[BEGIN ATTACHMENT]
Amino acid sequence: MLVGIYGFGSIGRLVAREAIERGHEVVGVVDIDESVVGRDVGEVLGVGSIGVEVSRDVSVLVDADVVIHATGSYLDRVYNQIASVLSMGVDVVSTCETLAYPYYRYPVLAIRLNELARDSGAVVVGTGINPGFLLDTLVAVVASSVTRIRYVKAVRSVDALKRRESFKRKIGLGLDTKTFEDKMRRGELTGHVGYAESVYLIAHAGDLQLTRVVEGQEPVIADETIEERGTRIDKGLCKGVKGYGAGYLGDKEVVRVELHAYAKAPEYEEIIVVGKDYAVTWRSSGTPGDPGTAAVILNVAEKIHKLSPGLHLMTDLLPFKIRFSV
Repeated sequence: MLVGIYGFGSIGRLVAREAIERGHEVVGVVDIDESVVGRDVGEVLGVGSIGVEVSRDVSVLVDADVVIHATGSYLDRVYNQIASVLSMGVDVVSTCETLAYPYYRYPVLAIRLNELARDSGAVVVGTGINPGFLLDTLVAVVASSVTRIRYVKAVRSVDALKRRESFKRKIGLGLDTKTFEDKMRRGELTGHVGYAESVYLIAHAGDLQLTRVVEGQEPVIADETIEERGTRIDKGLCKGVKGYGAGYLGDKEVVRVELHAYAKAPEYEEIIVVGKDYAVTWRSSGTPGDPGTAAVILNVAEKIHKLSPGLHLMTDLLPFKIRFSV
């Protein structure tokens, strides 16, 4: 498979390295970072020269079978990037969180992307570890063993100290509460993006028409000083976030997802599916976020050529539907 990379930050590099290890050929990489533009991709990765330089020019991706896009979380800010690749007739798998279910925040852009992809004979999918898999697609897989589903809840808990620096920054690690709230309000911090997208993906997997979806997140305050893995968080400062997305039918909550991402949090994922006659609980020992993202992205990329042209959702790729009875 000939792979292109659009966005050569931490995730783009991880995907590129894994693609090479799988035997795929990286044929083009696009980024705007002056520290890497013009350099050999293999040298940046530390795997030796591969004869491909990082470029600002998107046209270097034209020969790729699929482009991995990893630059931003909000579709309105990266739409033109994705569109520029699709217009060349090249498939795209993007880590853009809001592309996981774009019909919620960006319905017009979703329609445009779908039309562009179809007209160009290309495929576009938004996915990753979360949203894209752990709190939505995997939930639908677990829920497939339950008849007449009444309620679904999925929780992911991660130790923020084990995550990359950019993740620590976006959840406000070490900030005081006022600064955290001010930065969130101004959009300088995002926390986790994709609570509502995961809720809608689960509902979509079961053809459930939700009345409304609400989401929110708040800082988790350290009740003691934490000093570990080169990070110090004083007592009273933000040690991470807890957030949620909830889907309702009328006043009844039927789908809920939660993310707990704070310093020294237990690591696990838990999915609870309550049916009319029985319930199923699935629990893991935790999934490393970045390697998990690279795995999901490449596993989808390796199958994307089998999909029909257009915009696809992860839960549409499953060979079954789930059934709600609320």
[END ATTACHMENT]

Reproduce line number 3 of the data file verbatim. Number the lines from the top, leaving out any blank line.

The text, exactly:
């Protein structure tokens, strides 16, 4: 498979390295970072020269079978990037969180992307570890063993100290509460993006028409000083976030997802599916976020050529539907 990379930050590099290890050929990489533009991709990765330089020019991706896009979380800010690749007739798998279910925040852009992809004979999918898999697609897989589903809840808990620096920054690690709230309000911090997208993906997997979806997140305050893995968080400062997305039918909550991402949090994922006659609980020992993202992205990329042209959702790729009875 000939792979292109659009966005050569931490995730783009991880995907590129894994693609090479799988035997795929990286044929083009696009980024705007002056520290890497013009350099050999293999040298940046530390795997030796591969004869491909990082470029600002998107046209270097034209020969790729699929482009991995990893630059931003909000579709309105990266739409033109994705569109520029699709217009060349090249498939795209993007880590853009809001592309996981774009019909919620960006319905017009979703329609445009779908039309562009179809007209160009290309495929576009938004996915990753979360949203894209752990709190939505995997939930639908677990829920497939339950008849007449009444309620679904999925929780992911991660130790923020084990995550990359950019993740620590976006959840406000070490900030005081006022600064955290001010930065969130101004959009300088995002926390986790994709609570509502995961809720809608689960509902979509079961053809459930939700009345409304609400989401929110708040800082988790350290009740003691934490000093570990080169990070110090004083007592009273933000040690991470807890957030949620909830889907309702009328006043009844039927789908809920939660993310707990704070310093020294237990690591696990838990999915609870309550049916009319029985319930199923699935629990893991935790999934490393970045390697998990690279795995999901490449596993989808390796199958994307089998999909029909257009915009696809992860839960549409499953060979079954789930059934709600609320």